“I have come across something that I find astonishing, and which amounts to systemic tax fraud by investors, mostly foreign, on a massive scale,” wrote an investor involved in the industry. (1)

 

Ruée chinoise sur l’immobilier étranger

Les investisseurs chinois se ruent au Canada pour s’installer à Vancouver et pour y acheter des maisons. Leur nombre croît sans cesse pour atteindre, durant le premier trimestre de cette année, 29% du nombre total des investisseurs chinois établis à l’étranger, soit quatre points de pourcentage de plus par rapport à l’année dernière avec 25%. Avec l’impulsion due au facteur chinois, le prix de l’immobilier dans cette ville canadienne a augmenté de 12% en 2010. Selon les prévisions de Canada Mortgage and Housing Corp, les prix de l’immobilier à Vancouver continueront à s’accroître cette année au moins de 3%. (2)


Extrait de: People admit Toronto is too expensive but don’t plan on leaving, By James Armstrong,  Global News, October 2, 2014

Watch above: Toronto may be expensive, but the majority say it’s worth it. Alan Carter reports.

TORONTO – Torontonians say the city is too expensive, traffic is getting worse and it’s become an increasingly hard place for the average person to live.

It’s too much for some people – 38 per cent of 1,292 people polled by Ipsos Reid for Global News said they were thinking about leaving the city because it’s too expensive.

The wide-ranging poll does present a depressing outlook on life in the city:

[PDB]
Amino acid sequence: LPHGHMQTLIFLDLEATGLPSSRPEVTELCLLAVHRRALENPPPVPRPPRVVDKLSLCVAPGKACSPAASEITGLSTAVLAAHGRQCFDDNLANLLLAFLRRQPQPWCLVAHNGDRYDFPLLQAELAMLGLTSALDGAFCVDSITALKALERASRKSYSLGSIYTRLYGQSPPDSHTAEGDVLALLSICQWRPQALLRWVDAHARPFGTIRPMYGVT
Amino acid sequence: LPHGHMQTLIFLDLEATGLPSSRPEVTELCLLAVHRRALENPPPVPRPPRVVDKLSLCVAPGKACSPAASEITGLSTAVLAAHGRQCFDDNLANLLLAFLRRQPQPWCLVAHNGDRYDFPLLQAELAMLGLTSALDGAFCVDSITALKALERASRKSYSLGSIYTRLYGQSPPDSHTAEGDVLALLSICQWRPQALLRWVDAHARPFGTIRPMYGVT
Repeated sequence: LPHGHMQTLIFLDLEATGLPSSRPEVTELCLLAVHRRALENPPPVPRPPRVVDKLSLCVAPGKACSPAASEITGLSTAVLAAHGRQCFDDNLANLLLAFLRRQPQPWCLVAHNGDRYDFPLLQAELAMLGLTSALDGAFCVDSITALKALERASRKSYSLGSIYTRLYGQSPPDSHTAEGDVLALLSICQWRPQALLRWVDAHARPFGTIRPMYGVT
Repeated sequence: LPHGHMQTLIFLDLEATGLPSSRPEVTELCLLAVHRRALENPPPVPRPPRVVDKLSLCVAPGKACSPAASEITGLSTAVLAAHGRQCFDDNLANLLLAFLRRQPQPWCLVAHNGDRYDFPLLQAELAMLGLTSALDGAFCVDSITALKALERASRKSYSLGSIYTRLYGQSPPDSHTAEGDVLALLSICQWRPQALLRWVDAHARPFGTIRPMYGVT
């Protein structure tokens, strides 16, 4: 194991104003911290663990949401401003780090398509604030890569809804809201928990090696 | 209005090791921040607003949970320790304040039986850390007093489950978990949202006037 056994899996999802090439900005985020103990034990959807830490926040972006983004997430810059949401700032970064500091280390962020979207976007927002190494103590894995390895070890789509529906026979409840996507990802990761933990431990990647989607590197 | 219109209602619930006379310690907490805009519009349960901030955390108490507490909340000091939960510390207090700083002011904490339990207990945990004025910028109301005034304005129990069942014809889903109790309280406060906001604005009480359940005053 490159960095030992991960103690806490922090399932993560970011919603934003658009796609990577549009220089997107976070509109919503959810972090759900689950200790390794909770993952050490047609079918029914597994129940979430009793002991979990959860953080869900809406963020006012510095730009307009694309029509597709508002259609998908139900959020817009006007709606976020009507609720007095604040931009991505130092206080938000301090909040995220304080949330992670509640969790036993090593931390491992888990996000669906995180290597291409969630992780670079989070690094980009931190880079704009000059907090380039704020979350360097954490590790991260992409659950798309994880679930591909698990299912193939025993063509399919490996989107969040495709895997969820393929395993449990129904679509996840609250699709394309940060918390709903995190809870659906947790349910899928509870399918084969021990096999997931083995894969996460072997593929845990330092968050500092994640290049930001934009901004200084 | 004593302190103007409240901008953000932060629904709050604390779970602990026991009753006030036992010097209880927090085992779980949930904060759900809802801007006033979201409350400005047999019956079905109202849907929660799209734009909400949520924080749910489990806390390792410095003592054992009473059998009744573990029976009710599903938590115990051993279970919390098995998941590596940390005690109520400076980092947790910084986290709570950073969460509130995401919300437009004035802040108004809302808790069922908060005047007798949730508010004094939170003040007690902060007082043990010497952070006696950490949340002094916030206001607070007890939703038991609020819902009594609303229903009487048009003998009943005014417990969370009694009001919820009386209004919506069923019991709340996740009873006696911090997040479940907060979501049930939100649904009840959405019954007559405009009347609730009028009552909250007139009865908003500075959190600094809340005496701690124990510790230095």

·       90 per cent say life is becoming more difficult,

·       58 per cent don’t feel financially secure,

·       51 per cent are living paycheque to paycheque,

·       79 per cent say real estate is unaffordable, and

·       59 per cent aren’t sure they could find a comparable job if they got fired.

But despite all that – 75 per cent say those sacrifices are worth it to have a 416 or 647 area code.

Hamid Arabzadeh, the CEO of cloud computing company Ranovus spent 15 years away from Toronto. He lived in Brazil and Mexico each for two years, then he spent seven years in London and another 4.5 years in Germany. Then he moved back to Toronto.

“Apart from it’s a great place to raise your kids, I found that the ecosystem here for entrepreneurship and finance specifically is very buoyant,” he said. “It’s almost a perfect gateway to tap into the North American venture capital area and also to tap into the talent here locally.”

And the majority of people hold up Toronto’s diversity as one of its best qualities.

“It’s such a beautiful city,” Nav Bhatia, a self-described super fan of the Toronto Raptors. “It has everything, you have everything from here. You see people from all races, colours, creeds. Everybody’s here. You can get food of every kind here. This is one hell of a city, I don’t know where else to be.”

And the outlook is getting better. Ipsos Reid did a similar poll in 2011 asking people a variety of questions about how they felt living in the city – whether they liked living, playing, working and investing in Toronto.

More people in 2014 had a rosier outlook on life in Toronto than in 2011.

“I think we have something special here,” Arabzadeh said.  “I haven’t seen it anywhere else in the world and that’s why I decided to come back.”

The majority of people also said they are proud to live in Toronto (85 per cent) and believe the city is “world class” (79 per cent).

And they want more money spent on arts, culture and recreation: 67 per cent said the city spends two little on those three industries.

Ipsos surveyed 1,252 Torontonians on Global News’s behalf via an online panel between September 22 and 25. The survey is reliable within +/- 3.2 percentage points, 19 times out of 20.